A Blog Around The Clock

Have you turned a rock today?

i-de2066130647c64ca33d1ad045406b5a-rock flipping badge.jpgRemember? Today is the Rock Flipping day!

It’s so dry and hot here, it is even dry and hot under the rocks in the woods. It took my daughter and me a long time flipping rocks to detect any sign of life and then it would be just a couple of ants quickly scurrying away, too fast to take a picture. Then we went down to the pond – and nothing there either, it’s THAT dry! Finally, we gave up and said, OK, just one more rock. And that’s where we found this frog. My camera cannot really do the close-up photography needed for this. I hope that someone here can still be able to recognize the species and play with binomial nomenclature in italicized Latin in the comments.

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  1. #1 Leah
    September 2, 2007

    I feel like I should rise to the challenge here, since I’m ostensibly a herpetologist. I wish you had some further away but less fuzzy pics of the frog.

    Let’s start with this — I’m 99% sure it’s a frog and not a toad (well, a toad is a frog, but you know what I mean).

    What was the size scale on this?

    I’m pretty sure your frog is in family Ranidae. I wish I had a good look at the face markings. Maybe it’d be best if you looked at pics yourself: Frogs of North Carolina is a great website with decent pictures of each species. I don’t feel quite comfortable venturing a guess, since I’m not familiar with each frog species. It vaguely looks like Rana sylvatica to me, but it’s greener than the sylvaticas we get up in Michigan. Did it have a little dark mask around the eyes? We call Rana sylvatica the “bandit of the woods.”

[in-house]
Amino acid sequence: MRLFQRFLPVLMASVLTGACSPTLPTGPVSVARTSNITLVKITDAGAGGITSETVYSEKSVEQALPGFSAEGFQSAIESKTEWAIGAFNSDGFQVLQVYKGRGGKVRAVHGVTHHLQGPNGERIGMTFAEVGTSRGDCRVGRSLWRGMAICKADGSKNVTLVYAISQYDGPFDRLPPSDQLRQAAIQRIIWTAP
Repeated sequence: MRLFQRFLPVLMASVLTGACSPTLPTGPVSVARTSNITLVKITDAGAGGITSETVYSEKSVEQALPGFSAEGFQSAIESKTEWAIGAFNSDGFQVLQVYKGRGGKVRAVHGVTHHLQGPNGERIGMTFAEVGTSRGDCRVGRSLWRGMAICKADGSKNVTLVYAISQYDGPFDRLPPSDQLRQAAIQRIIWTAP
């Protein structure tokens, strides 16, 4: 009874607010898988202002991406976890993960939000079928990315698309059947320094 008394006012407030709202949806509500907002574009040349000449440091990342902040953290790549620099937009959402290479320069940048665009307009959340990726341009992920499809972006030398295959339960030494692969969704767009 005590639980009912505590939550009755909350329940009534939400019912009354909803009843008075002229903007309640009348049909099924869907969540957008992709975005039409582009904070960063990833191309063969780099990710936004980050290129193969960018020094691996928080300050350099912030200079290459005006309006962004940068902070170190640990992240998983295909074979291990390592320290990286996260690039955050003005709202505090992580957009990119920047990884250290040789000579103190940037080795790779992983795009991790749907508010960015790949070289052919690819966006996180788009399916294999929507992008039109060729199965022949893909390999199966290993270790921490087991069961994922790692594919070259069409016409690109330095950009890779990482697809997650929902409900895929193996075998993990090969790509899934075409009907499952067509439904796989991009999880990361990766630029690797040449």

2. #2 coturnix
    September 2, 2007

    If I go by the images from that site, it is Rana utricularia.

  3. #3 coturnix
    September 2, 2007

    Except that it was only about 1.5 inches long – a small specimen. But the markings are right on.

  4. #4 Ken Hirsch
    September 2, 2007

    Based on location, it’s probably a Scroggs Frog.

  5. #5 coturnix
    September 2, 2007


  6. #6 Leah
    September 3, 2007

    The small size could easily indicate that you have a metamorph (recently metamorphosed frog). I’m not familiar with the species . . . but bulls and greens are still metamorphosing out, and they don’t come out too large. Definitely possible that your little guy was a recent metamorph. Hope he does alright in the dry weather.

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